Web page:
VTEX disclosed Monday terms of its initial public offering, in which the U.K.-headquartered software company that helps retailers build an ecommerce business could be valued at up to $3.2 billion. The company said 19.0 million shares are being offered for sale in the IPO, which is expected to price between $15 and $17 a share, with the company looking to raise up to $235.9 million by selling 13.9 million Class A shares and selling shareholders looking to raise $87.1 million by selling 5.1 millio

We'll learn about the pace of the pandemic rebound from these three companies in the trading days ahead.

TOKYO (Reuters) -Olympic host city Tokyo entered a new state of emergency on Monday, less than two weeks before the Games begin amid worries about whether the measures can stem a rise in COVID-19 cases. Spectators from abroad were already banned months ago, and officials are now asking residents to watch the Games on TV to keep the movement of people, which could spread contagion, to a minimum. Opinion polls have consistently shown the Japanese public is concerned about going ahead with the Games during the pandemic.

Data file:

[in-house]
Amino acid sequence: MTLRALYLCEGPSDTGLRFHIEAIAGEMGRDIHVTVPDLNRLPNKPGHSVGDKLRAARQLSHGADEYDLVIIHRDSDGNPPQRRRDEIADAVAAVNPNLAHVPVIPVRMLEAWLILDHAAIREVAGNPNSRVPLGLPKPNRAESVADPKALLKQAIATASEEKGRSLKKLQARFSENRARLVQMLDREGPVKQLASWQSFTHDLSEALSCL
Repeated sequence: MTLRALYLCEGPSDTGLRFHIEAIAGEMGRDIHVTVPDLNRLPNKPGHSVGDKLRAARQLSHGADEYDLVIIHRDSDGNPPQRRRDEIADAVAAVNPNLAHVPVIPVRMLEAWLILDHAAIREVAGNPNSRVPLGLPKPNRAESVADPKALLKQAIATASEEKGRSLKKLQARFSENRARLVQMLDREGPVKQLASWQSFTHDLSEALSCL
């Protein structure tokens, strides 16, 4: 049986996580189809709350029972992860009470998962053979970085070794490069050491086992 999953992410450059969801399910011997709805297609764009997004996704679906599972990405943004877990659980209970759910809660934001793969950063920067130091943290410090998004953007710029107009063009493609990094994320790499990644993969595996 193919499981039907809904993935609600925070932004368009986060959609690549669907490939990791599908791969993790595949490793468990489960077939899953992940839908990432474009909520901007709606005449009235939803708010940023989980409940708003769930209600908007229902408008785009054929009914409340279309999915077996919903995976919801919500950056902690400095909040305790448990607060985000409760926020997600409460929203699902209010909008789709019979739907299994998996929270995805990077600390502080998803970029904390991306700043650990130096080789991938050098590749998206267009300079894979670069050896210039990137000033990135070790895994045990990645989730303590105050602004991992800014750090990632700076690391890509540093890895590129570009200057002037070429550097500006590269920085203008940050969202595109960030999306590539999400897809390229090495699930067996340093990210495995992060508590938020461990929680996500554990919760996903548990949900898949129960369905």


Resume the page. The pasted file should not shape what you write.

Ryanair is making a big bet on the travel revival with plans to recruit 2,000 pilots over the next three years. Europe's biggest budget airline is embarking on the massive recruitment drive in a bid to win market share from rivals weakened by the pandemic. It needs pilots to fly the 210 Boeing 737 Max jets it has on order that started arriving last month. Ryanair will start training new recruits this year and aims to have crews ready for the summer 2022 season. The Irish carrier is banking on mi

VENICE (Reuters) -U.S. Treasury Secretary Janet Yellen on Sunday signaled she will push multilateral development banks further away from fossil fuel projects, saying she would ask them to "increase their climate ambition" to support the Paris Agreement on carbon emissions reductions. Yellen told a news conference that development lenders including the World Bank needed to boost efforts to encourage more private-sector climate-friendly investment. "I plan to shortly convene the heads of the MDBs to articulate our expectations that the MDBs align their portfolios with the Paris Agreement and net-zero goals as urgently as possible," Yellen said in remarks to a G20 climate forum.